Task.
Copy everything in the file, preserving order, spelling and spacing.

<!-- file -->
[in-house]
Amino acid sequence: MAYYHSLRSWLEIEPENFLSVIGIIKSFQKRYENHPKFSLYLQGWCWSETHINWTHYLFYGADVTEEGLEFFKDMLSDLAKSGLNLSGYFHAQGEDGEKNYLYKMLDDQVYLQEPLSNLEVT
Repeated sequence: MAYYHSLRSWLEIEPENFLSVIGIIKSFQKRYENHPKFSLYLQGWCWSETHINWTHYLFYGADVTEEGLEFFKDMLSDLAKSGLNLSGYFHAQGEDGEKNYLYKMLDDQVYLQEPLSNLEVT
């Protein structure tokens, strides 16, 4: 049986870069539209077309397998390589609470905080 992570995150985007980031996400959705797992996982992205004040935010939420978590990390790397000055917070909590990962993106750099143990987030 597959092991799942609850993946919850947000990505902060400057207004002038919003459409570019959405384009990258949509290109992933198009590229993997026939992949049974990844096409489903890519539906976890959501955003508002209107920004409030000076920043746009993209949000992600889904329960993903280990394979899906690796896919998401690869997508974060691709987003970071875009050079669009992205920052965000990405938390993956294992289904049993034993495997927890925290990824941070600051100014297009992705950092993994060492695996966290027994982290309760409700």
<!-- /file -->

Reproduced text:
[in-house]
Amino acid sequence: MAYYHSLRSWLEIEPENFLSVIGIIKSFQKRYENHPKFSLYLQGWCWSETHINWTHYLFYGADVTEEGLEFFKDMLSDLAKSGLNLSGYFHAQGEDGEKNYLYKMLDDQVYLQEPLSNLEVT
Repeated sequence: MAYYHSLRSWLEIEPENFLSVIGIIKSFQKRYENHPKFSLYLQGWCWSETHINWTHYLFYGADVTEEGLEFFKDMLSDLAKSGLNLSGYFHAQGEDGEKNYLYKMLDDQVYLQEPLSNLEVT
């Protein structure tokens, strides 16, 4: 049986870069539209077309397998390589609470905080 992570995150985007980031996400959705797992996982992205004040935010939420978590990390790397000055917070909590990962993106750099143990987030 597959092991799942609850993946919850947000990505902060400057207004002038919003459409570019959405384009990258949509290109992933198009590229993997026939992949049974990844096409489903890519539906976890959501955003508002209107920004409030000076920043746009993209949000992600889904329960993903280990394979899906690796896919998401690869997508974060691709987003970071875009050079669009992205920052965000990405938390993956294992289904049993034993495997927890925290990824941070600051100014297009992705950092993994060492695996966290027994982290309760409700």